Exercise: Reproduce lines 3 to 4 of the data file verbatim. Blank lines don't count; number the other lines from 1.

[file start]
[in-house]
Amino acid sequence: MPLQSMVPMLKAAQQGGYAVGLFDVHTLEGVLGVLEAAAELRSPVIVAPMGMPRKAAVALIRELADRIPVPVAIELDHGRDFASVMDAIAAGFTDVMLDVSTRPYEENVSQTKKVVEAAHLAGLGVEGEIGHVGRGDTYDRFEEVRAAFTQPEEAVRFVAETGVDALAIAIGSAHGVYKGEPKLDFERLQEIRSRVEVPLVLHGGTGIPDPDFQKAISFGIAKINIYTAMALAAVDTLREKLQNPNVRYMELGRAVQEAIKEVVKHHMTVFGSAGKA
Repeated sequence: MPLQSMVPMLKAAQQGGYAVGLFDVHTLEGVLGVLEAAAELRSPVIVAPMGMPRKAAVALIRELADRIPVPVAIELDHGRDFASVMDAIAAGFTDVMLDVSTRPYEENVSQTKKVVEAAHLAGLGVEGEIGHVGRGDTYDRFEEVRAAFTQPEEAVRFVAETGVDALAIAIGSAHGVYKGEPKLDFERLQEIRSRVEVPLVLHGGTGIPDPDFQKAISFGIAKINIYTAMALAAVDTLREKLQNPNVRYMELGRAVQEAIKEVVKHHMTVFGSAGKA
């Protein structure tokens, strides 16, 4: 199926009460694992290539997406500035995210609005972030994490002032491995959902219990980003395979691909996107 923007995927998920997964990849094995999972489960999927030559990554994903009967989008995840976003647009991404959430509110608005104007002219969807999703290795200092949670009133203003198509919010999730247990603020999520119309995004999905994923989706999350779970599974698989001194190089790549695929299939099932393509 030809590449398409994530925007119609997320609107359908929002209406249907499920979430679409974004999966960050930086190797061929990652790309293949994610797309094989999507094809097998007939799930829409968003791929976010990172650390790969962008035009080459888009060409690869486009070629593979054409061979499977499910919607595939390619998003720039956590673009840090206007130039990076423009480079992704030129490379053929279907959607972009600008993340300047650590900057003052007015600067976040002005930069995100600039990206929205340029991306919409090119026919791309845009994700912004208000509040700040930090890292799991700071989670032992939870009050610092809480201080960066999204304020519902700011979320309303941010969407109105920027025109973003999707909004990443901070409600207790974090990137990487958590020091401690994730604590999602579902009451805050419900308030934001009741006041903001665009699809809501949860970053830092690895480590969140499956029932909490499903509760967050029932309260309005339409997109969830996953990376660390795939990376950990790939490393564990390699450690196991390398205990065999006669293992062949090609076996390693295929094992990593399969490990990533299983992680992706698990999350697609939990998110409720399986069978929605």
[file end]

Repeated sequence: MPLQSMVPMLKAAQQGGYAVGLFDVHTLEGVLGVLEAAAELRSPVIVAPMGMPRKAAVALIRELADRIPVPVAIELDHGRDFASVMDAIAAGFTDVMLDVSTRPYEENVSQTKKVVEAAHLAGLGVEGEIGHVGRGDTYDRFEEVRAAFTQPEEAVRFVAETGVDALAIAIGSAHGVYKGEPKLDFERLQEIRSRVEVPLVLHGGTGIPDPDFQKAISFGIAKINIYTAMALAAVDTLREKLQNPNVRYMELGRAVQEAIKEVVKHHMTVFGSAGKA
């Protein structure tokens, strides 16, 4: 199926009460694992290539997406500035995210609005972030994490002032491995959902219990980003395979691909996107 923007995927998920997964990849094995999972489960999927030559990554994903009967989008995840976003647009991404959430509110608005104007002219969807999703290795200092949670009133203003198509919010999730247990603020999520119309995004999905994923989706999350779970599974698989001194190089790549695929299939099932393509 030809590449398409994530925007119609997320609107359908929002209406249907499920979430679409974004999966960050930086190797061929990652790309293949994610797309094989999507094809097998007939799930829409968003791929976010990172650390790969962008035009080459888009060409690869486009070629593979054409061979499977499910919607595939390619998003720039956590673009840090206007130039990076423009480079992704030129490379053929279907959607972009600008993340300047650590900057003052007015600067976040002005930069995100600039990206929205340029991306919409090119026919791309845009994700912004208000509040700040930090890292799991700071989670032992939870009050610092809480201080960066999204304020519902700011979320309303941010969407109105920027025109973003999707909004990443901070409600207790974090990137990487958590020091401690994730604590999602579902009451805050419900308030934001009741006041903001665009699809809501949860970053830092690895480590969140499956029932909490499903509760967050029932309260309005339409997109969830996953990376660390795939990376950990790939490393564990390699450690196991390398205990065999006669293992062949090609076996390693295929094992990593399969490990990533299983992680992706698990999350697609939990998110409720399986069978929605």